Questions are opportunities for growth.
Since questioning exposes doubts and leads to discovery, it is also an opportunity for growth as we help students find meaningful and helpful answers to the questions they have. When students are guided in their questioning, the result can be a stronger, more robust faith.
Using Questioning to Shape a Student’s Worldview
So how can we as Christian educators use questioning to shape the worldviews of our students? How can we leverage the questions they are asking to not only show the superiority of the Christian worldview, but also the flaws and inferiority of competing worldview?
First, we can show that the reason why they are asking such good questions is because the Christian worldview is capable of answering even the deepest questions of life. While other worldviews do ask good questions, the fact that the Christian worldview assumes a knowable ultimate truth allows us to ask meaningful questions with confidence. Without truth, there can be no true answers; with truth, questions are a means of coming to a knowledge of the truth.
Show how the Christian worldview gives better answers.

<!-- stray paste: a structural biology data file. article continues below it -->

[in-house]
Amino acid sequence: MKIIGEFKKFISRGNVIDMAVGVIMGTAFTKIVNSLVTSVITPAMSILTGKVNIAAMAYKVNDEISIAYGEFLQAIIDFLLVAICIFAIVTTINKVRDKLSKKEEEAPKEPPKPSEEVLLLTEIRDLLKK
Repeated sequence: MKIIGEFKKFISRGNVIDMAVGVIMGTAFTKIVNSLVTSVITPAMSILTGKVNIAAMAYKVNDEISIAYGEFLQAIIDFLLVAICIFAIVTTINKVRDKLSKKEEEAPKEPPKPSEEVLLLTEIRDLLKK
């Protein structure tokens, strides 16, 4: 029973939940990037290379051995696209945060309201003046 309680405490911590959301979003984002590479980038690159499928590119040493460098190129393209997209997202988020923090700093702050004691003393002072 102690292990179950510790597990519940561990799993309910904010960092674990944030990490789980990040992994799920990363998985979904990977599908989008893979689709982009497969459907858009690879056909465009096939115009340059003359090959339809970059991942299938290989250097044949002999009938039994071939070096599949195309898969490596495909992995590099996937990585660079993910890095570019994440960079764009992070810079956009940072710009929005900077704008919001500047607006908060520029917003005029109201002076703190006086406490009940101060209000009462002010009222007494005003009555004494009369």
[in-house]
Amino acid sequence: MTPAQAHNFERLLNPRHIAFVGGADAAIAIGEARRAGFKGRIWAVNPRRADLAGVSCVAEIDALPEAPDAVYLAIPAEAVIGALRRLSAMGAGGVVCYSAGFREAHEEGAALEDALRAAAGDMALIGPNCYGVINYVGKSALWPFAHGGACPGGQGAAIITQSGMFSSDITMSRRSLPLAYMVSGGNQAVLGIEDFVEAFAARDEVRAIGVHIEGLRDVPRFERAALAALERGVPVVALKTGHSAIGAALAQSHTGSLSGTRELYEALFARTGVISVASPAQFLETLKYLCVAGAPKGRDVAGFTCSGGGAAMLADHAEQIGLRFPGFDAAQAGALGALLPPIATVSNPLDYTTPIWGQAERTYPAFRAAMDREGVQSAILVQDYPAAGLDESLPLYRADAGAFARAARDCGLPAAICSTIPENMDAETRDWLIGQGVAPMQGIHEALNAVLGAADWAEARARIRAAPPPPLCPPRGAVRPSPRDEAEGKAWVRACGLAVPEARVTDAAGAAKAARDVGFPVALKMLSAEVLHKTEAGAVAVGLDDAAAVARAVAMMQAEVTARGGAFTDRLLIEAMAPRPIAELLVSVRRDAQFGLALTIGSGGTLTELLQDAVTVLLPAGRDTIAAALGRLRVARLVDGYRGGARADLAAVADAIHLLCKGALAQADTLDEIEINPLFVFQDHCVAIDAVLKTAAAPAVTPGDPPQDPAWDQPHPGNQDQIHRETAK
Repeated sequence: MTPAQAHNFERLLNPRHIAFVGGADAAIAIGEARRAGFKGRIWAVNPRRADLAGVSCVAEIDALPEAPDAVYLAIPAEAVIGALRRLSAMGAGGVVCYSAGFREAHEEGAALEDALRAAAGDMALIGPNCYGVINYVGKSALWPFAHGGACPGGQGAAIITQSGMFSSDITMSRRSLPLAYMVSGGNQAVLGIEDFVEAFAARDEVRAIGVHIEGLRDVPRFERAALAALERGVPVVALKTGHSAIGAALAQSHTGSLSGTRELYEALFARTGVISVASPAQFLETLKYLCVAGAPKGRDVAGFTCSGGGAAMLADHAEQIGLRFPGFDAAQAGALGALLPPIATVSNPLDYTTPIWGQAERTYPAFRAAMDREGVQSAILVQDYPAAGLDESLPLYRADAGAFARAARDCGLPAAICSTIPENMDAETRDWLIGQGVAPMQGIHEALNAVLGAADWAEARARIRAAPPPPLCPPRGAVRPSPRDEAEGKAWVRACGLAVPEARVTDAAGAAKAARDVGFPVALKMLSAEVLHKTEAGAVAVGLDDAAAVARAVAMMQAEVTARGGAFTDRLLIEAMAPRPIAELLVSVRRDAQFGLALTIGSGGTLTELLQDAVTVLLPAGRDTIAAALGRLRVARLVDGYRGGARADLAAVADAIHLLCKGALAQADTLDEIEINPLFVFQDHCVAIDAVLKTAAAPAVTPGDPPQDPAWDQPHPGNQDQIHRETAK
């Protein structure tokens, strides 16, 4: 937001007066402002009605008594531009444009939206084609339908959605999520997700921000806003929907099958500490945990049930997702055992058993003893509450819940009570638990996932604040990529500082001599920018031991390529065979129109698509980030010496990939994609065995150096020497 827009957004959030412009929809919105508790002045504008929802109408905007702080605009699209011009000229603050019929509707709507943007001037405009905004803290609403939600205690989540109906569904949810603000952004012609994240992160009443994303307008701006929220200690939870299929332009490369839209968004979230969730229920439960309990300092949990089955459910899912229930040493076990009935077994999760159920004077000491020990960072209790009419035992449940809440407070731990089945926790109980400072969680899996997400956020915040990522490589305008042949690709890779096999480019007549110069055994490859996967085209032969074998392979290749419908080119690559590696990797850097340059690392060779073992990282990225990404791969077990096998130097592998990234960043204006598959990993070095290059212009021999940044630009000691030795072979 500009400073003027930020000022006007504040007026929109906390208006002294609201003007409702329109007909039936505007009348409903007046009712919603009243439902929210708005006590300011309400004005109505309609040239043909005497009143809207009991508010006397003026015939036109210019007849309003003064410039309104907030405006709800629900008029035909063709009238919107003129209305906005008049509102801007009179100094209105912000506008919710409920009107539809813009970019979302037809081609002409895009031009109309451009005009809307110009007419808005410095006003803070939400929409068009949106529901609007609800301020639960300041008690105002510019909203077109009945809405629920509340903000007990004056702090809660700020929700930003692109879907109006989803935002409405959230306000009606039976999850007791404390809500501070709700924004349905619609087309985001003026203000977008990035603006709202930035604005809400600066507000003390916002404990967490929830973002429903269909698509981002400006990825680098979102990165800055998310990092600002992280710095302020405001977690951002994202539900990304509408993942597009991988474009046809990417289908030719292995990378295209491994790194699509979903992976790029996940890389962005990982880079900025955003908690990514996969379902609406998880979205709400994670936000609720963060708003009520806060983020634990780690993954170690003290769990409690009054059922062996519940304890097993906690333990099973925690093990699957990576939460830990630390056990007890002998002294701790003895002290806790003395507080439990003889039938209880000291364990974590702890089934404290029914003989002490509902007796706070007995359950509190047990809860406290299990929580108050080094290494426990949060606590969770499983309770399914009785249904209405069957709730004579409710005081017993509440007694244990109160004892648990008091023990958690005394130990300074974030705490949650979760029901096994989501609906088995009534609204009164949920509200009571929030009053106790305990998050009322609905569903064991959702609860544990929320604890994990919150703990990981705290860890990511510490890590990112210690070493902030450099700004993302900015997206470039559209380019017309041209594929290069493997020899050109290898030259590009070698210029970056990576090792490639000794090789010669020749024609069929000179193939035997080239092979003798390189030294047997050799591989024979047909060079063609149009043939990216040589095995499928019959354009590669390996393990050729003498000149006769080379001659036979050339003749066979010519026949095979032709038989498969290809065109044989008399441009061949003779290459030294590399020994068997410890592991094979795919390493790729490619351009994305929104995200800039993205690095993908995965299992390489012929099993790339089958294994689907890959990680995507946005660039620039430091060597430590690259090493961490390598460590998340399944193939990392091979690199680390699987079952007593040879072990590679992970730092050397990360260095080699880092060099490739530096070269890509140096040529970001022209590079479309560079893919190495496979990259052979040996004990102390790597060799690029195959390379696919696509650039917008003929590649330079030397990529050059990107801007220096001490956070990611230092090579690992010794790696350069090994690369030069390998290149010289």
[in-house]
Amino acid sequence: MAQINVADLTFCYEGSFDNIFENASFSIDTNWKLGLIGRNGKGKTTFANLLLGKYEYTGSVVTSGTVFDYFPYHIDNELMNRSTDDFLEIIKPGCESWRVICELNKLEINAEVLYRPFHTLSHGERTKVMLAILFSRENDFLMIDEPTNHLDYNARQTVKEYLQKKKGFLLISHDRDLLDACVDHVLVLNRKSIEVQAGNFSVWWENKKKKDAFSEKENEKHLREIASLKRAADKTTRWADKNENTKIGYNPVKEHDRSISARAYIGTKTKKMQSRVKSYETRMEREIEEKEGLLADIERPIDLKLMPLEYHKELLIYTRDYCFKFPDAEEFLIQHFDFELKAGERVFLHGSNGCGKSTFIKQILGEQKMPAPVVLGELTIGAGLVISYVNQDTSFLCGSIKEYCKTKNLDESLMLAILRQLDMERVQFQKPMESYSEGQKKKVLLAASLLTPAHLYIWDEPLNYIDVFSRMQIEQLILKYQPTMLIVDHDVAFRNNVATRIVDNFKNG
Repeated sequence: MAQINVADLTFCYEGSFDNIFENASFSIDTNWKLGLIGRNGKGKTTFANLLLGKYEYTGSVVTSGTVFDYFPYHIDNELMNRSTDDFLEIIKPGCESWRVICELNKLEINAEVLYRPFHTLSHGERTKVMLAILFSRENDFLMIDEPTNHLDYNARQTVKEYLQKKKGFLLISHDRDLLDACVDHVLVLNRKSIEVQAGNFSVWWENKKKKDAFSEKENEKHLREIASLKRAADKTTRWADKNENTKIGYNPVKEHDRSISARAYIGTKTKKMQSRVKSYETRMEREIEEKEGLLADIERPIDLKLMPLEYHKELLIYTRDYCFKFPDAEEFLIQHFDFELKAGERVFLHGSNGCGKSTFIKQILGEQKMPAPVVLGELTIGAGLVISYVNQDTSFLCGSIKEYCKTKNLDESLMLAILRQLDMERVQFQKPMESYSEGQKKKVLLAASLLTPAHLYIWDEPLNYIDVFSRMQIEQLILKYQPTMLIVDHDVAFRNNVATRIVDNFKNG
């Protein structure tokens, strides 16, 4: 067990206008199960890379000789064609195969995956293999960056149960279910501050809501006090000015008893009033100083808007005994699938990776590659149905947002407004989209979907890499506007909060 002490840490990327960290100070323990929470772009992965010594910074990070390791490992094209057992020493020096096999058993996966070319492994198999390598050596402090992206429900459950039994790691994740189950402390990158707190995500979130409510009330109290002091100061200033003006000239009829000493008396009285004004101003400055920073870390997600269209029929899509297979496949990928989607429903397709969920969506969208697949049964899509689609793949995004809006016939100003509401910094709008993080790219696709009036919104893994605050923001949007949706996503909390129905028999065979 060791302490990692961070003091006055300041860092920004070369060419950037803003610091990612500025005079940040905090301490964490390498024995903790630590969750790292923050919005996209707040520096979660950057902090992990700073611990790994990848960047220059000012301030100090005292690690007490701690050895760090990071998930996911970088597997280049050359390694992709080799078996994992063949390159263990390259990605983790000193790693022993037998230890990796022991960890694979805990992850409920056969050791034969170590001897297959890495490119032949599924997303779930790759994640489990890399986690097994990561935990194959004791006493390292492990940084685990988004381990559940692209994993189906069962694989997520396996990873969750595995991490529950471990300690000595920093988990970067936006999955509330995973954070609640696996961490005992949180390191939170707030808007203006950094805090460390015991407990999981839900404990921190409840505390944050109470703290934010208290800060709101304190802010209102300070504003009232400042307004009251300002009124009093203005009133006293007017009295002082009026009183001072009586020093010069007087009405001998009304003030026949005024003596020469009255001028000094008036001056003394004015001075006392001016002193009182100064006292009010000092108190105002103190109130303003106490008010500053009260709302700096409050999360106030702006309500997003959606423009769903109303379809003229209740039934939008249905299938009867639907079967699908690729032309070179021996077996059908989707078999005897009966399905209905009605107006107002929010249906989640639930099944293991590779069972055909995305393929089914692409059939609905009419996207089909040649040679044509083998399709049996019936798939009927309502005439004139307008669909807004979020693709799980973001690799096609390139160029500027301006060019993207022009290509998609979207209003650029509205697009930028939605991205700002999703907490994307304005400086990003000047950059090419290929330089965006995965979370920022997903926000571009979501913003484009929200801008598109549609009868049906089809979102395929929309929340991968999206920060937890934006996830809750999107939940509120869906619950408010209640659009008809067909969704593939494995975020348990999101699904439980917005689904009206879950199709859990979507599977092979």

Second, since the Christian worldview prompts better questions, it also inherently provides better answers. As students engage in their own questioning, we can show how competing worldview seek to answer their questions and can show that the Christian worldview provides better, more consistent, more practical answers.
Show how the Christian worldview produces a better life.
Lastly, when better questions are prompted and better answers are discovered, the result will be a better life. Socrates said that the unexamined life is not worth living. James Sire, however, points out that for the naturalist, it is the examined life that is not worth living because the only conclusion for meaning in the naturalistic worldview is that there is no meaning. However, the Christian worldview shows us that a better life is a meaningful one in which we fulfill our God-ordained purpose of reflecting our creator for his glory and our good.
Although students are examining and questioning their faith, it does not mean that they will ultimately lose their faith. Engaging the questions of our students is not a gateway to deconstruction, but a means of discovery for a more robust Christian worldview. Questioning is a human experience. How can you engage questioning in your school?
Editor’s Note: Join Stefan at ACSI’s Flourishing Schools Institute (FSi), where he will be speaking on the flourishing construct of Questioning. The next FSi will be in Phoenix, Arizona on November 7-9, 2023. Register your team today!
About the Author
Stefan Wilson is a teacher, pastor, and speaker specializing in worldview belief-shaping. He holds a Masters from Phoenix Seminary in biblical communication and is a PhD candidate at Midwestern Baptist Theological Seminary. Based out of Gilbert Christian Schools in Gilbert, AZ, Stefan is a voice for Colson Educators and works with Christian schools across the country, helping teachers and administrators teach and lead from a biblical worldview.